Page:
By Ashley Dunkak
CBS DETROIT – No one knew which way Mitch McGary would go, whether he would return to Michigan for his junior year or whether he would join teammates Nik Stauskas and Glenn Robinson in heading for the NBA. Whatever McGary decided would not have been particularly shocking.
Why he decided to go pro – and his decision to explain why – will likely surprise almost everyone.
McGary is foregoing his final two years of college eligibility because if he stayed at Michigan he would spend next season on the bench. The NCAA banned him for one year because he failed a drug test during the NCAA tournament, according to Yahoo Sports. Michigan coach John Beilein told Yahoo Sports that McGary admitted immediately he had smoked marijuana when confronted with the failed test a week after the Wolverines were eliminated. McGary had been hanging out with friend, had a few drinks and accepted when someone offered the drug.
“I always turned it down,” McGary said, according to the article. “But that night I didn’t.”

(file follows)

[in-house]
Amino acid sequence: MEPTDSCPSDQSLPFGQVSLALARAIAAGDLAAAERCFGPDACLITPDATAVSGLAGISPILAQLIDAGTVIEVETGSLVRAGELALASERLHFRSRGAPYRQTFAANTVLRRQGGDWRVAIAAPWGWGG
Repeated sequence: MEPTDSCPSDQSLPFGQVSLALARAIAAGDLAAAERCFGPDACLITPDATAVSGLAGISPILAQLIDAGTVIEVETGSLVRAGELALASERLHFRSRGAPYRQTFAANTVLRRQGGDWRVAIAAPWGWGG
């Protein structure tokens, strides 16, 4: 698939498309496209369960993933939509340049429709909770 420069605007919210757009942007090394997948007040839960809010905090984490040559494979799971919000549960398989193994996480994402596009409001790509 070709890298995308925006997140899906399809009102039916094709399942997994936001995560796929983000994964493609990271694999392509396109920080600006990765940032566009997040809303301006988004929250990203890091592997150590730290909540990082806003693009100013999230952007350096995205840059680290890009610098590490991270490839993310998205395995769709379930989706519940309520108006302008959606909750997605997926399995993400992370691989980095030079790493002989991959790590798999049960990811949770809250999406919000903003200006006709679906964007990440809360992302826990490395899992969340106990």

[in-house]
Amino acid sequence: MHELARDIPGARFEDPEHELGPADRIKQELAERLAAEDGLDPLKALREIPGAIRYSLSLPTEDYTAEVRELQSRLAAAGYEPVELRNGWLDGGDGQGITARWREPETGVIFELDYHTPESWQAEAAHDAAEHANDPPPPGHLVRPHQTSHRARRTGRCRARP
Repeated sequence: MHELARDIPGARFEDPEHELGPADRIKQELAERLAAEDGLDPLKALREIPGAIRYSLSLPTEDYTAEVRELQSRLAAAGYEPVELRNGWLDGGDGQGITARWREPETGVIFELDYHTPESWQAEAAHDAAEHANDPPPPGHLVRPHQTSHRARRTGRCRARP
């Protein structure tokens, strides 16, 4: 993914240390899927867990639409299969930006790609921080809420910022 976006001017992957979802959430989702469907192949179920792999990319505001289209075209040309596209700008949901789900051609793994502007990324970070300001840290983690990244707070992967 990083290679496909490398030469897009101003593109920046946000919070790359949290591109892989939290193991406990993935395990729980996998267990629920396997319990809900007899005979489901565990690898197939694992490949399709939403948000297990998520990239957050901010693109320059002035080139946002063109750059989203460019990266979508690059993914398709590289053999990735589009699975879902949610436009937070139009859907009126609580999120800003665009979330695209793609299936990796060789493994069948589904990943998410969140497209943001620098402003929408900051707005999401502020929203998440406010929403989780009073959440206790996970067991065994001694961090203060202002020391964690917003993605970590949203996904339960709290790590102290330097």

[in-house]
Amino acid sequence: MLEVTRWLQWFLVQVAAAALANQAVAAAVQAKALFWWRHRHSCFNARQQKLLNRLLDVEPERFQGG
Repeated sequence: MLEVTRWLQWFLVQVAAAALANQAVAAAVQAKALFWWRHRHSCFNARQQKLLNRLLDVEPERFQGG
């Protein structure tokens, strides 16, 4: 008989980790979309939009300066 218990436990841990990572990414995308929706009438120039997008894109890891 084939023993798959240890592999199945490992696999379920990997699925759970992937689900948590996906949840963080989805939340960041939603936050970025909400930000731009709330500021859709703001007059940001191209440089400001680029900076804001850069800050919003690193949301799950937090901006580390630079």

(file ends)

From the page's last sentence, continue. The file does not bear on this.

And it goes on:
McGary could have turned pro after his freshman season, when his stellar performance in the 2013 NCAA tournament helped the Wolverines made a run to the national championship game. He stayed for his sophomore year but missed all but eight games of this season due to a back problem that required surgery.
“To all the Michigan fans out there, I’m sorry, ” McGary said to Yahoo Sports. “I did not want to end it this way. Basically, I just messed up. But we have certain rules and regulations that we need to abide by and I slipped up and didn’t abide by them. Things happen and you have to move on from them.”
Had McGary failed a Michigan drug test instead of an NCAA one, as a first-time offender he would have been suspended for 10 percent of the season. Obviously, the NCAA’s policy is much stricter. McGary said he believes he is ready for the NBA but that the suspension was the deciding factor. He also said the penalty does not fit the crime.
The NCAA evidently thought so as well, changing the penalty for testing positive for marijuana to half a year but declining to apply that lower level of punishment to McGary, saying the new rule does not go into effect until Aug. 1.
McGary told Yahoo Sports he wanted to put the truth out there so the story would not later leak and make people think McGary was trying to hide something. Beilein still supports McGary.
“We preach integrity each day in this program and this is reflective of that, someone coming out and saying I used very poor judgment and I regret it and I want to move forward,” Beilein said. “I think a lot of people will forgive people who make youthful mistakes.”